280 pp., 6.125 x 9.25, 8 halftones, 5 tables, notes, bibl., index
Justice, Power, and Politics
Black Women and Convict Labor in the New South
2015 Letitia Woods Brown Memorial Book Prize, Association of Black Women Historians
Ida B. Wells Tribute Award, Charles H. Wright Museum of African American History
2016 Darlene Clark Hine Award, Organization of American Historians
2016 Philip Taft Labor History Award, Cornell University School of Industrial and Labor Relations / Labor and Working-Class History Association
2016 Malcolm Bell, Jr. and Muriel Barrow Bell Award, Georgia Historical Society
2015 Berkshire Conference of Women Historians Book Prize
In 1868, the state of Georgia began to make its rapidly growing population of prisoners available for hire. The resulting convict leasing system ensnared not only men but also African American women, who were forced to labor in camps and factories to make profits for private investors. In this vivid work of history, Talitha L. LeFlouria draws from a rich array of primary sources to piece together the stories of these women, recounting what they endured in Georgia's prison system and what their labor accomplished. LeFlouria argues that African American women's presence within the convict lease and chain-gang systems of Georgia helped to modernize the South by creating a new and dynamic set of skills for black women. At the same time, female inmates struggled to resist physical and sexual exploitation and to preserve their human dignity within a hostile climate of terror. This revealing history redefines the social context of black women’s lives and labor in the New South and allows their stories to be told for the first time.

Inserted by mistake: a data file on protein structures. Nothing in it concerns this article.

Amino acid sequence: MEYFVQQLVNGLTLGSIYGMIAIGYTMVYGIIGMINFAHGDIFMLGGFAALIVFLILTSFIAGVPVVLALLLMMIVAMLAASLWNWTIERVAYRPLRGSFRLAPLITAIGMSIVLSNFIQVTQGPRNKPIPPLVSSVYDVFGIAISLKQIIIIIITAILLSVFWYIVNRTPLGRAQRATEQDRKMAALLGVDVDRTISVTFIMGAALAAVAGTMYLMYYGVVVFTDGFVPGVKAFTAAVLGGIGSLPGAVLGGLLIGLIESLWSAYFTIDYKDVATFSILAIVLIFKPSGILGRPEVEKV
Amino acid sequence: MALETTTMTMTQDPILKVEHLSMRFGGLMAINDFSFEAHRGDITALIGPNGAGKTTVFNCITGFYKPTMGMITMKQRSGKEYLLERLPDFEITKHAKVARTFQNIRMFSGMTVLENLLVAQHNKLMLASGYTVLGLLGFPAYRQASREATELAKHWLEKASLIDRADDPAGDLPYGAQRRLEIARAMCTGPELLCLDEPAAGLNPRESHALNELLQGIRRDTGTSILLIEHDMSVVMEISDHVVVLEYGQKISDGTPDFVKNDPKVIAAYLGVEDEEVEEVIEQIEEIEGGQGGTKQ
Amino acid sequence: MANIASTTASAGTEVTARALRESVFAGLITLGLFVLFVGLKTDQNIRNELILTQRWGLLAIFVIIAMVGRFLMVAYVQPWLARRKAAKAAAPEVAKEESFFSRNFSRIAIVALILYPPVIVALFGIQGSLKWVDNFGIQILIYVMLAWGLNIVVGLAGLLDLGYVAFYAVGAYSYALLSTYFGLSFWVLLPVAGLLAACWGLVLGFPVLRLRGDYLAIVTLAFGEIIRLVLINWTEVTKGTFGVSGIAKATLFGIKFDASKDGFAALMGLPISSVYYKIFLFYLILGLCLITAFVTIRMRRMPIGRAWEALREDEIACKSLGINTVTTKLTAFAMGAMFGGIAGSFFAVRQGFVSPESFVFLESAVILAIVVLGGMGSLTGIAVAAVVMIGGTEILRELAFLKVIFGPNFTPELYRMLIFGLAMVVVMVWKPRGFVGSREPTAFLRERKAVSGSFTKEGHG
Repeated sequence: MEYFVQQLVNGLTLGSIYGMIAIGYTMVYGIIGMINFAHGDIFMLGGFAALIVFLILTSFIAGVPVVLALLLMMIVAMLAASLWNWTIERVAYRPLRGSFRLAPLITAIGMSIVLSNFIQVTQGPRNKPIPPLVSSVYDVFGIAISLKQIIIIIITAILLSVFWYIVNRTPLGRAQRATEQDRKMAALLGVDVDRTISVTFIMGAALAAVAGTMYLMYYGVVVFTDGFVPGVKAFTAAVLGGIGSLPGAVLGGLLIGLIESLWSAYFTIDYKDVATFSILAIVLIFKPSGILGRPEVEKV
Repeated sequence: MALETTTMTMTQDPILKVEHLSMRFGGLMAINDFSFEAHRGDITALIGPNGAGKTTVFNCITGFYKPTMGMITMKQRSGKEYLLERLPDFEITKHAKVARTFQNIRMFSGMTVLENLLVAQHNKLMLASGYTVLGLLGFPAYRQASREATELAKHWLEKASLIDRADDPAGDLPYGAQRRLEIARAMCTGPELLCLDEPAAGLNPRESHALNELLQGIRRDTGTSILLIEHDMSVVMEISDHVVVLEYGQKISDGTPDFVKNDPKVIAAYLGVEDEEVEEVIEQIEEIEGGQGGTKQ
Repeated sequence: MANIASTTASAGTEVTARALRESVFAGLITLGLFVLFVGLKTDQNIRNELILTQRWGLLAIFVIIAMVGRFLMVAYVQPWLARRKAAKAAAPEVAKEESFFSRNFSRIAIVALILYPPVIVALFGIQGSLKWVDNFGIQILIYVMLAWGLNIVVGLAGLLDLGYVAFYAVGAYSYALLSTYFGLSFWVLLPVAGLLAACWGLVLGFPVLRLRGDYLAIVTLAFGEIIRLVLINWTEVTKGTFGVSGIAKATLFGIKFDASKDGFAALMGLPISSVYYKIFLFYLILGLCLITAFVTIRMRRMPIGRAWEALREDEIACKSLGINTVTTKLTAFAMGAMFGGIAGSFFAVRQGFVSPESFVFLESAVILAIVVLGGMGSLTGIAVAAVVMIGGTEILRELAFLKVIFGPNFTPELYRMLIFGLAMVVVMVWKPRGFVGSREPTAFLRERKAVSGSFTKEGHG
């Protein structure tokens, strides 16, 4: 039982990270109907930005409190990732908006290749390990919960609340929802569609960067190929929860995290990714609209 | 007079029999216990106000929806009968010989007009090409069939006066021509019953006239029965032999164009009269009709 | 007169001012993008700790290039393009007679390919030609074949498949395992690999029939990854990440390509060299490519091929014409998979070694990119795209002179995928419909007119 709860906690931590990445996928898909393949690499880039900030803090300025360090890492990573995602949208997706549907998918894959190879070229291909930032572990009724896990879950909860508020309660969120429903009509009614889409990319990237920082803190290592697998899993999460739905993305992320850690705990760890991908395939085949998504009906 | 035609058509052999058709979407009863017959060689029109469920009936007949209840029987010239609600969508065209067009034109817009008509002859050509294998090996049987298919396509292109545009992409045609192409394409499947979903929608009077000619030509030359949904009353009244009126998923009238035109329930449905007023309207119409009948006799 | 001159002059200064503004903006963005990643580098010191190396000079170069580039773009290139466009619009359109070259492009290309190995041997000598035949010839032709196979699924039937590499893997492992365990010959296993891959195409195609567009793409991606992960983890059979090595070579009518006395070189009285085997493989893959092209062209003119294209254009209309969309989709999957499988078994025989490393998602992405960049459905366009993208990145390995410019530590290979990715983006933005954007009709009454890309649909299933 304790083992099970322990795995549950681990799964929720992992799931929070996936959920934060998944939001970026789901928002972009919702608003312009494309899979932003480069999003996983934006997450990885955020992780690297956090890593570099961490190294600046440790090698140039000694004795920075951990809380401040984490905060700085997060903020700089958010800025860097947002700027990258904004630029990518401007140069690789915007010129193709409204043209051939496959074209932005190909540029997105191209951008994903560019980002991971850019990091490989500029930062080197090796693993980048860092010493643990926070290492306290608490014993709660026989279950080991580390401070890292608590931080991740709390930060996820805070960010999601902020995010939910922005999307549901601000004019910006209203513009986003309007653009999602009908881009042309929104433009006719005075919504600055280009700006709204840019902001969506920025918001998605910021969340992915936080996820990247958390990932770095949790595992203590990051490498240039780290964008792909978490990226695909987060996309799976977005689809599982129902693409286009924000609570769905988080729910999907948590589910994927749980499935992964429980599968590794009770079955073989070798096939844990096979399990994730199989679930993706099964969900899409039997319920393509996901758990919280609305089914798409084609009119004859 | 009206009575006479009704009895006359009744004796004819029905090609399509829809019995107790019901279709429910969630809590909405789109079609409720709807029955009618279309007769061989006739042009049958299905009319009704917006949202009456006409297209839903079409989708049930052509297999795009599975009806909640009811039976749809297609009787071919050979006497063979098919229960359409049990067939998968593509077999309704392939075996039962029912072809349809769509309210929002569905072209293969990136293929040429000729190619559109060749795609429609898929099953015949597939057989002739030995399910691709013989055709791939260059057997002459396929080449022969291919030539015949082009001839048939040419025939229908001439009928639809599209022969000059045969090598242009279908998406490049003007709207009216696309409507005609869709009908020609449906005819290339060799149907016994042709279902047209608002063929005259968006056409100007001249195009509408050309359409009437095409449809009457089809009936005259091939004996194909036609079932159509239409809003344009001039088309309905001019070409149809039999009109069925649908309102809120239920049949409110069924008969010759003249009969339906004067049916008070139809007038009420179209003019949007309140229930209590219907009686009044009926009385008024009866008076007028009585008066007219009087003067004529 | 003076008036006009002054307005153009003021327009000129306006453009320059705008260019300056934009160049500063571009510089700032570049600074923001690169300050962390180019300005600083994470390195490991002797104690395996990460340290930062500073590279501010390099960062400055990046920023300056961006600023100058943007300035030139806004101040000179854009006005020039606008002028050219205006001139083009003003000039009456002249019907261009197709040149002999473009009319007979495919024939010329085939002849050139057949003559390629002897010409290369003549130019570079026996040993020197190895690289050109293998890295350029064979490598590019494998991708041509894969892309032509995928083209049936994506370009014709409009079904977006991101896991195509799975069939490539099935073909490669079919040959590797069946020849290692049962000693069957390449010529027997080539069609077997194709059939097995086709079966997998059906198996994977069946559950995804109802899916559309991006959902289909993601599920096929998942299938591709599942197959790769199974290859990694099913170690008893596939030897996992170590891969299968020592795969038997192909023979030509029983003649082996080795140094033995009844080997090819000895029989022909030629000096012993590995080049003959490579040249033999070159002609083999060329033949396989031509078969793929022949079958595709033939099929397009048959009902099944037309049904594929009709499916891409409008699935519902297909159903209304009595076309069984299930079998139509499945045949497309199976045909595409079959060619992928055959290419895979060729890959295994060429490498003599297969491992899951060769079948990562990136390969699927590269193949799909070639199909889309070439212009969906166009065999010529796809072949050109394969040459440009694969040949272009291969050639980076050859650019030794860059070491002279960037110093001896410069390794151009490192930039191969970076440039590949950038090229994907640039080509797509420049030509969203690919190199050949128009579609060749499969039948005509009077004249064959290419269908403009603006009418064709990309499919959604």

"Leaves us with a radically new understanding of the historical dimensions of racism, gender, and state violence."
--Elizabeth Hinton, The Nation
"This beautifully written book leads its readers on the journey from Emancipation to the devastating convict-leasing system in Georgia. . . . [and] examines the exploitation of black women's bodies, the beginnings of mass incarceration, and the rise of the modern New South."
--Erica Armstrong Dunbar, The Nation
“A deeply researched and carefully crafted mouthpiece for black female convict laborers.”
--American Historical Review
“An indispensable reference point.”
--Journal of Southern History
“A much-needed and distinctly gendered perspective on carceral roots of both antiblack racism and resistance to it, a history that can be silenced no longer.”
--Journal of American History
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